posted by wittgenstein at 1:36 PM on September 16, 2016

Yes; if the 'Lee Russell rewound time' interpretation is what was intended, then this is the first time that a Space: 1999 episode hits the Reset Button, but it won't be the last.
posted by Major Clanger at 1:39 PM on September 16, 2016

I'm halfway through this episode and have to pause for a little before finishing later tonight, but I figured I'd give a few thoughts so far.

This episode does make for a much better second choice than Force of Life, which was released second in the US. Still, it is perplexing that they chose to jump ahead in time so much after the premier since the premise had barely been established. Even for a show that planned to be based on stand alone episodes this is hard to understand.

Usually the first handful of shows in a series will spend a little time furthering the initiating concept of the show to familiarize any viewer who may have missed the first episode. Giving some indication of their dilemma and what effects that might have going forward seems almost a necessity most of the time. Here though they not only skip that, they allude to important events not dramatized, which is really nutty. If they were important, then they should have been dramatized since that's the point of the show one would think. Still, the very unusualness of not doing that does offer its own interests and makes the show stand out a little bit more from the norm.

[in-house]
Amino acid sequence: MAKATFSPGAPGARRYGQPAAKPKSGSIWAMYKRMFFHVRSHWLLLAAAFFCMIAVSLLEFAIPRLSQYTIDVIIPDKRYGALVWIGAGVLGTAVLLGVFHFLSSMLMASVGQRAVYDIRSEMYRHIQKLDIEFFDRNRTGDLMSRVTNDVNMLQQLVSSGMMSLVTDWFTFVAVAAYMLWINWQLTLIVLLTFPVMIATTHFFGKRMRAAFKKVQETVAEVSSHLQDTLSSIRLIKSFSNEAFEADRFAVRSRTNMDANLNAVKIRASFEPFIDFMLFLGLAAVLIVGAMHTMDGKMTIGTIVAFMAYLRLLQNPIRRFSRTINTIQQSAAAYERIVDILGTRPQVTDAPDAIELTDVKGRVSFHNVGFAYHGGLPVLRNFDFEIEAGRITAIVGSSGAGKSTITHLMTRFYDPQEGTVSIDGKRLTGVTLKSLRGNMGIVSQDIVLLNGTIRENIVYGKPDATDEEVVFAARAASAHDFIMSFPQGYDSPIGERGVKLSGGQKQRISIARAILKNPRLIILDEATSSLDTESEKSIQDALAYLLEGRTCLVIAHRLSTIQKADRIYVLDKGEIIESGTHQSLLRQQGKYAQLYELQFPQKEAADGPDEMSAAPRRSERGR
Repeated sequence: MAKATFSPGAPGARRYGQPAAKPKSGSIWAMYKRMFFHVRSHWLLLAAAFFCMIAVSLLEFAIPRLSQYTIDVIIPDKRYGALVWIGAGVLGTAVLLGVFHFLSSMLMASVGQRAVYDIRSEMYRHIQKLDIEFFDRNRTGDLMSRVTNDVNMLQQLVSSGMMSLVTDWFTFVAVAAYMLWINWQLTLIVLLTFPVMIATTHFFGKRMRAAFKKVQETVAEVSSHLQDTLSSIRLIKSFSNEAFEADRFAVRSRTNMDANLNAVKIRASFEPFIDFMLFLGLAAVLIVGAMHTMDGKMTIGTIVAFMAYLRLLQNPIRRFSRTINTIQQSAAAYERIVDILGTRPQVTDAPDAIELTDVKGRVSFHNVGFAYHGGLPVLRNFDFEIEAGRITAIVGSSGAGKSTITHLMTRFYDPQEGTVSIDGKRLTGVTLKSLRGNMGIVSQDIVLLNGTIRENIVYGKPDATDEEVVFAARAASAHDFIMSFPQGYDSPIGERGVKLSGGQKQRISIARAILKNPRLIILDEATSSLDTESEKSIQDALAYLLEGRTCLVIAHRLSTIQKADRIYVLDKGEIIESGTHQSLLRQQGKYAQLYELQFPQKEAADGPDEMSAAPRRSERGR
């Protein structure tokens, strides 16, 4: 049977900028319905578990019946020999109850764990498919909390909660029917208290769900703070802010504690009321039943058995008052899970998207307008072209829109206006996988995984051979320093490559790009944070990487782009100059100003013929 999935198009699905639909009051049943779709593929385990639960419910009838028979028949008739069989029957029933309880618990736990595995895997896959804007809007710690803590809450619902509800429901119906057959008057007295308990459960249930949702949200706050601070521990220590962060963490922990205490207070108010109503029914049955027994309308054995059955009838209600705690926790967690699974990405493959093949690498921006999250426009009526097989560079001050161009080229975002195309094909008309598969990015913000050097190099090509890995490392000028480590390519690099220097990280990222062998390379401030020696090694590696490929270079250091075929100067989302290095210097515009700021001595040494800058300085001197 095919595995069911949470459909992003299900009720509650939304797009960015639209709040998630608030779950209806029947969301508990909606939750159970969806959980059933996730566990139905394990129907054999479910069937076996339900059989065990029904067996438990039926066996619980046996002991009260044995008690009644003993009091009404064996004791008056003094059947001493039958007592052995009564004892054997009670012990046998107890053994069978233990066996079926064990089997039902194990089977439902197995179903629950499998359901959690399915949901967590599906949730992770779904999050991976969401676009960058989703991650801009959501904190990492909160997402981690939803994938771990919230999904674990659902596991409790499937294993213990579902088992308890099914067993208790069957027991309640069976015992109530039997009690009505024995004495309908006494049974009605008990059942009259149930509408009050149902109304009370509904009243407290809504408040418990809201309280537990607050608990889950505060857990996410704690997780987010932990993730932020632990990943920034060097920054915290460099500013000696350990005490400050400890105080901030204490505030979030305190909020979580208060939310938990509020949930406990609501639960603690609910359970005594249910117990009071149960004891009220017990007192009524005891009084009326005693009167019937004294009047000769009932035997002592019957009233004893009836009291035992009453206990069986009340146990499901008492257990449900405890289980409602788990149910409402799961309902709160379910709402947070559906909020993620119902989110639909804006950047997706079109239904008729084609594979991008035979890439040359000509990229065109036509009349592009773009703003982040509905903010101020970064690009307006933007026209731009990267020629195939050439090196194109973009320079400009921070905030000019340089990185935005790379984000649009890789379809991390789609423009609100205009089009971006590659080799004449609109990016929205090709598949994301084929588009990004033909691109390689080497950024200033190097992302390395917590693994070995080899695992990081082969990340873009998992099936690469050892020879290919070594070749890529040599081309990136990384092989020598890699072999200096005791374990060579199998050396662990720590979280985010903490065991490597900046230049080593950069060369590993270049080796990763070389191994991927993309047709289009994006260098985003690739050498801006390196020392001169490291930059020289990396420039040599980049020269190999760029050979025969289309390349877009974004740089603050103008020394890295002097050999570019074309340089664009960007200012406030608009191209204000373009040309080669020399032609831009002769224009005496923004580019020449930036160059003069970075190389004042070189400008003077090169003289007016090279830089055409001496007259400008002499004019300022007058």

Opening in media res seems like its going to be a thing, which also fits with what I mentioned above and the strange paucity of info in the opening episode. The show, for whatever reason, seems intent on keeping the viewer unmoored. That makes for an interesting tie to the story of the Moonbase Alpha inhabitants situation, but I'm not sure it plays as well as it could for even that.

Speaking of unmoored, the characters on the show are also pretty wacky, with Koenig's mood swings, Dr. Russell's lack of personality, and Bergman's strange philosophic naturalism interacting uneasily. The crew doesn't seem all that cohesive, which would be fine if it were a featured element of the show, but it seems to go largely unnoticed. Only Carter and Sandra, as they are noted on the show, are pleasing and normalish characters in themselves so far.

The Solaris influence seemed obvious as soon as it was mentioned that it was Dr. Russell's husband they found.

There is some nice direction again this episode, though some of it rather inexplicable in any plot terms, like the Koenig's office being lit in all red during the interrogation of Russell's husband. Looks great, but doesn't really make any sense. I'm cool with that though since with all the other oddness, you might as well make things look good instead of fretting about sense at that point.

The premise of being at the mercy of the moon's movement through space does pay off some in setting a time frame for action and adding to a feeling of vulnerability, so that's a plus.

I gotta say that I wouldn't be all that confident in the leadership of Koenig and co. if I was one of the people trapped up there, but I guess you gotta go with the horses, oops, the moon that brung ya since there aren't a lot of competing options at this point.
posted by gusottertrout at 4:47 PM on September 16, 2016